After Mayor Eric Adams permitted legislation to automatically become law on Sunday, more than 800,000 noncitizens and “Dreamers” in New York City will have access to the ballot box – and might vote in municipal elections as early as next year. Opponents have promised to sue over the new law, which was approved by the City Council a month ago. New York Metropolis will become the first major U.S. city to provide sweeping municipal voting rights to noncitizens unless a judge intervenes.
Noncitizens can already vote in local elections in more than a dozen places in the United States, including 11 towns in Maryland and two in Vermont. Noncitizens would still be unable to vote in federal elections for president or members of Congress, as well as in state elections for governors, judges, and legislators.
The Board of Elections now has until July to draught an implementation plan, which must include voter registration procedures and provisions that would create separate votes for municipal elections to prevent non-citizens from voting in federal and state elections.
It’s a turning point for the nation’s most populous metropolis, where legally documented noncitizens account for about one-fifth of the city’s 7 million voting-age residents. After repeated setbacks, the noncitizen voting rights movement triumphed. Noncitizens who have lived in the city for at least 30 days, as well as those authorised to work in the United States, such as “Dreamers,” would be able to vote for the mayor, city council members, borough presidents, comptroller, and public advocate.
“Dreamers” are young immigrants who were brought to the United States illegally as children and would qualify for the DREAM Act or the Deferred Action for Childhood Arrivals programme, which permits them to stay in the country if they meet specific conditions.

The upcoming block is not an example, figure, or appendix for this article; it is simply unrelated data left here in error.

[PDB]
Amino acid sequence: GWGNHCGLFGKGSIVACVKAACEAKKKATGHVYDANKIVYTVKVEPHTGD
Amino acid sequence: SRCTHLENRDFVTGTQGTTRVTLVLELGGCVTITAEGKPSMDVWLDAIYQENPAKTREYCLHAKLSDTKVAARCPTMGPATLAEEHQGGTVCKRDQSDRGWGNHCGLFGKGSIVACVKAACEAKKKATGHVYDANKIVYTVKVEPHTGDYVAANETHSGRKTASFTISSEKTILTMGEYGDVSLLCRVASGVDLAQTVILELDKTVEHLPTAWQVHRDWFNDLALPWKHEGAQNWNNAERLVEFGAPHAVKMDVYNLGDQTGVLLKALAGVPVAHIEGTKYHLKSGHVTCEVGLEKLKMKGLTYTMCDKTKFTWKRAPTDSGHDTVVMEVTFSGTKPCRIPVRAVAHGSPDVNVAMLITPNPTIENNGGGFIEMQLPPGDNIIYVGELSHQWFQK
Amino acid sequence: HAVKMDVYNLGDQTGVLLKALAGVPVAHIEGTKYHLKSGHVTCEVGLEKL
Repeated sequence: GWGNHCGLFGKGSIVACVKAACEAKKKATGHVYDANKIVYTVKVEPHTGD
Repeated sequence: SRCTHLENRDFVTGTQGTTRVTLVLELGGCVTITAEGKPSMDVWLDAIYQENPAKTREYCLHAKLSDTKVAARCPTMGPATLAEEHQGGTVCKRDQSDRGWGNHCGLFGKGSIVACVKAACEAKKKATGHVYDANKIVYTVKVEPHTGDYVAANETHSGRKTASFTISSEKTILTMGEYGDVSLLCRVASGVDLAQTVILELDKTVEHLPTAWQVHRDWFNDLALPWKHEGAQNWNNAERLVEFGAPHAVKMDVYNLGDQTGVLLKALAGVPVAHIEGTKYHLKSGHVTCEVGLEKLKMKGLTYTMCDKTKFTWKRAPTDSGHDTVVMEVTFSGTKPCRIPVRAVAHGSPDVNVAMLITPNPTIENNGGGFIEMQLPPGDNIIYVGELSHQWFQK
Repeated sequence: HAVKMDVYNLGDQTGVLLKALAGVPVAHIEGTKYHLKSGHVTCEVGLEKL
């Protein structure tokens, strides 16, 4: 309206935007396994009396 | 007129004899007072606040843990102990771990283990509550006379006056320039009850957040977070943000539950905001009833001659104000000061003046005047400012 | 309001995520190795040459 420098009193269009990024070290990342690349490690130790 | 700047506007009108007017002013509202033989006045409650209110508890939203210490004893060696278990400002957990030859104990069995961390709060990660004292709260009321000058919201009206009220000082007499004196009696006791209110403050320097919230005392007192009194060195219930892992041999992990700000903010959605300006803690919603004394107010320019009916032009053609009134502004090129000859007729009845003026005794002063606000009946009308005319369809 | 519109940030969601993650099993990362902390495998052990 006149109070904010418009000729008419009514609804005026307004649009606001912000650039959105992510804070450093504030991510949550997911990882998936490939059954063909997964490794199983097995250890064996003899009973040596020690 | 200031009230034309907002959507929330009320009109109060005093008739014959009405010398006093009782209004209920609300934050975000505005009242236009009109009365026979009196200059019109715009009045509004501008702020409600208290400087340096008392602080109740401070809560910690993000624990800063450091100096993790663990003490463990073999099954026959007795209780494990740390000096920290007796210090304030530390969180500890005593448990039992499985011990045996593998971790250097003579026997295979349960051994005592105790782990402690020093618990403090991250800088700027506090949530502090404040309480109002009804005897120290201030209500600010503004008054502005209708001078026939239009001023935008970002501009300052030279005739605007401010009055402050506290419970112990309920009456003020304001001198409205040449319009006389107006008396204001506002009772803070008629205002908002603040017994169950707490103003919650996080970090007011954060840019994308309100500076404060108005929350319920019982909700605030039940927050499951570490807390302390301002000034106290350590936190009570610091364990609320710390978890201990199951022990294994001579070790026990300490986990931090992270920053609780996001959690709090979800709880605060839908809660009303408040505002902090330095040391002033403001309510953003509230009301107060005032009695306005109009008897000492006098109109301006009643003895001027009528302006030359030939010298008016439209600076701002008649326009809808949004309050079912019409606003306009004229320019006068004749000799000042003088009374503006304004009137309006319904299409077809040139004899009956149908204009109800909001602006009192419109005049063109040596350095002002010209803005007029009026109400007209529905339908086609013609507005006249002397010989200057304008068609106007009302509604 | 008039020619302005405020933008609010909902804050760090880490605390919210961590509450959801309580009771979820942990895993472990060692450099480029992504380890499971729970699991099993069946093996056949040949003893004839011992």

Noncitizens will be able to vote in 2023.
The first elections will be held in 2023, and non-citizens will be eligible to vote. Former City Councilmember Ydanis Rodriguez, who spearheaded the legislation’s passage, remarked, “We develop a stronger democracy when we include the voices of immigrants.” Rodriguez, who was selected by Adams as his transportation commissioner, thanked Adams for his support and said he expected a strong legal defence if he is sued.
Adams recently put doubt on the law when he expressed reservations about the month-long residency requirement, but later clarified that his reservations did not indicate he would veto the bill. While it was unclear whether Adams would be able to prevent the bill from becoming law, the mayor’s 30-day deadline for action passed at midnight.
Former Mayor Bill de Blasio had similar reservations but did not attempt to veto the bill before leaving office at the end of the year. Opponents argue that the council does not have the jurisdiction to provide noncitizens voting rights on its own and that the state legislature should have been consulted first. Some states, such as Alabama, Arizona, Colorado, and Florida, have passed measures that would prevent regulations like the one in New York City from becoming law.